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Cadenza: Goin’ Down South

Sometimes you have to leave home to find yourself most at home. My recent trip to Brazil, culminating with the sixth annual Festival Tudo é Jazz in Ouro Preto (Sept. 13-16), provided a too brief but intense immersion in the marvels of Brazilian jazz, yet, in truth, the most unforgettable set was provided by homeboy Joshua Redman, leading a trio through selections from his Back East repertory. That album, released in April, is one of Redman’s best, and last summer he gave a bold account of it at Town Hall as part of the JVC Jazz Festival. Yet his performance at Ouro Preto was on another level-the kind you live for because it not only exceeds but upends expectations.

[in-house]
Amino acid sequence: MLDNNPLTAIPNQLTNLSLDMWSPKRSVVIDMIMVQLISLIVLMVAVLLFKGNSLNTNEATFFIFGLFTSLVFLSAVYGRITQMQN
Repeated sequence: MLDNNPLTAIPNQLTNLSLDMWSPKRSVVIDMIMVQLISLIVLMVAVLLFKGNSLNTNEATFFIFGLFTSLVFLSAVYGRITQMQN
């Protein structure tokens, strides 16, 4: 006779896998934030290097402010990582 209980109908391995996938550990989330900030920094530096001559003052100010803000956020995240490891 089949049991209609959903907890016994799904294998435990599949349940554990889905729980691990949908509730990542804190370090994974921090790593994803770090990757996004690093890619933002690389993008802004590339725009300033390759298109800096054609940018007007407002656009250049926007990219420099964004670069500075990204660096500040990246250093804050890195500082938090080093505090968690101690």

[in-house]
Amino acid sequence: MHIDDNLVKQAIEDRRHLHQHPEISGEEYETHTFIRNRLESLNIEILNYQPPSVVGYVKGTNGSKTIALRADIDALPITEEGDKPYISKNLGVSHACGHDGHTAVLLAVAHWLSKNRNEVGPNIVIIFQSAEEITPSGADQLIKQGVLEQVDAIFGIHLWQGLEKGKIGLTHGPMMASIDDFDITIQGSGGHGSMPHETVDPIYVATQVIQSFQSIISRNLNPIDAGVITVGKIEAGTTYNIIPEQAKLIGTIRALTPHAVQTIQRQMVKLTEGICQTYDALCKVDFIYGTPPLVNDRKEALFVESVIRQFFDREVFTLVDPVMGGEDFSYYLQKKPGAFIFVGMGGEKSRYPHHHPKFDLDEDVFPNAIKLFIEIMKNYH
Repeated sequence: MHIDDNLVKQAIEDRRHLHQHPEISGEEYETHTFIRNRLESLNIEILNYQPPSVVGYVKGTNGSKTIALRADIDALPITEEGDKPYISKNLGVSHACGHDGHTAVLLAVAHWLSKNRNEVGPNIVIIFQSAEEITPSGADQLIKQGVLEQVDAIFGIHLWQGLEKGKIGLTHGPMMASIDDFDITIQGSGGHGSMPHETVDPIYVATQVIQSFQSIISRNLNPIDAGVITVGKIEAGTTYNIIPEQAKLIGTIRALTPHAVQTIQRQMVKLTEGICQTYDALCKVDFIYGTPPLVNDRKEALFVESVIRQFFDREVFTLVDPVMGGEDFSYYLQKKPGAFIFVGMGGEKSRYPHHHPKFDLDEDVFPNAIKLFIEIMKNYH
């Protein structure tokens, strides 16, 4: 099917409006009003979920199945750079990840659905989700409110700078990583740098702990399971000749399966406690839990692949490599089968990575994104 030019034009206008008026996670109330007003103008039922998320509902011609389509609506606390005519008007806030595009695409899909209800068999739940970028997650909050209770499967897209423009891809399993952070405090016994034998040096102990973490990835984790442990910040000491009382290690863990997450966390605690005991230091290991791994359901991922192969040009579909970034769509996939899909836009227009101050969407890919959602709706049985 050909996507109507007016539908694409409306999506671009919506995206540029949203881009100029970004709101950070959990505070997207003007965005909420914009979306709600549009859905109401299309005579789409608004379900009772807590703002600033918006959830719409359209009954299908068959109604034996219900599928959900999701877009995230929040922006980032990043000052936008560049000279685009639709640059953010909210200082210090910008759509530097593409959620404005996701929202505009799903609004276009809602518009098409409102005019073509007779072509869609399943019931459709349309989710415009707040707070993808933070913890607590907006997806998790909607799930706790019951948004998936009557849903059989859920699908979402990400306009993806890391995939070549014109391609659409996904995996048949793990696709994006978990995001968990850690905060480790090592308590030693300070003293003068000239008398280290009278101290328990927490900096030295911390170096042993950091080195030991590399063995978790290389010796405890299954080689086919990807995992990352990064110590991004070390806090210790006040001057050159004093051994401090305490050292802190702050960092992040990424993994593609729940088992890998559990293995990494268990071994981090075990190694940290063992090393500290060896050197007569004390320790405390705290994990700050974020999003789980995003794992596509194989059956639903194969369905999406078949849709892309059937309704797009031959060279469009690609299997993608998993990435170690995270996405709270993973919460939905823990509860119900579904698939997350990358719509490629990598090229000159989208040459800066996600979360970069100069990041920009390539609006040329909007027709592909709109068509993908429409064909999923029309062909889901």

My experience with Redman, in the 16 years since he won the Thelonious Monk competition, has been somewhat binary: occasions when he gives himself up to electrifying improvisations and interchanges with the members of his band; and occasions when he is so absorbed in his fastidious arrangements that he seems boxed by them. With the first notes of “The Surrey With the Fringe on Top,” the air in the main auditorium, Salão Diamantina, crackled: This would be an instance of the former, an inspired blowout, and two contributing factors were instantly evident.

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Originally Published

Gary Giddins

Gary Giddins is the author of 12 books, including Rhythm-a-Ning: Jazz Tradition and Innovation (1985), Visions of Jazz: The First Century (1998), Weather Bird (2004), and the three-volume biography Bing Crosby: Swinging on a Star, of which two volumes have been published to date. Between 1974 and 2003, he wrote a regular jazz column for The Village Voice, winning six ASCAP Deems Taylor Awards for excellence in music criticism. From 2002 to 2008, he wrote JazzTimes‘ Cadenza column.